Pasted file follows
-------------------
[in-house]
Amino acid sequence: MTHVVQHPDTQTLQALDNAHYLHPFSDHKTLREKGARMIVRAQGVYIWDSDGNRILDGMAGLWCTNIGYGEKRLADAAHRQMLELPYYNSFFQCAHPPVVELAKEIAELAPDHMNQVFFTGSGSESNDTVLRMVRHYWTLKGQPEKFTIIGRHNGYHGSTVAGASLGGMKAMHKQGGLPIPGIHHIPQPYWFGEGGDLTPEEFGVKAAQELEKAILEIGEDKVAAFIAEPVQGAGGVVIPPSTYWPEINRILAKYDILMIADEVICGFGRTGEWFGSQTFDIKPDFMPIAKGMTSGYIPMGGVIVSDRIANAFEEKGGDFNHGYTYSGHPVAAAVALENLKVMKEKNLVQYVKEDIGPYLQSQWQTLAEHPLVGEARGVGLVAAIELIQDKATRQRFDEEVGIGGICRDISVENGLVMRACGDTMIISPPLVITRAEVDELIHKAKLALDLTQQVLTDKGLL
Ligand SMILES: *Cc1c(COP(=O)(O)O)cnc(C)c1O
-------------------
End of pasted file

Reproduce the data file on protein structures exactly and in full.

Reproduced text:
[in-house]
Amino acid sequence: MTHVVQHPDTQTLQALDNAHYLHPFSDHKTLREKGARMIVRAQGVYIWDSDGNRILDGMAGLWCTNIGYGEKRLADAAHRQMLELPYYNSFFQCAHPPVVELAKEIAELAPDHMNQVFFTGSGSESNDTVLRMVRHYWTLKGQPEKFTIIGRHNGYHGSTVAGASLGGMKAMHKQGGLPIPGIHHIPQPYWFGEGGDLTPEEFGVKAAQELEKAILEIGEDKVAAFIAEPVQGAGGVVIPPSTYWPEINRILAKYDILMIADEVICGFGRTGEWFGSQTFDIKPDFMPIAKGMTSGYIPMGGVIVSDRIANAFEEKGGDFNHGYTYSGHPVAAAVALENLKVMKEKNLVQYVKEDIGPYLQSQWQTLAEHPLVGEARGVGLVAAIELIQDKATRQRFDEEVGIGGICRDISVENGLVMRACGDTMIISPPLVITRAEVDELIHKAKLALDLTQQVLTDKGLL
Ligand SMILES: *Cc1c(COP(=O)(O)O)cnc(C)c1O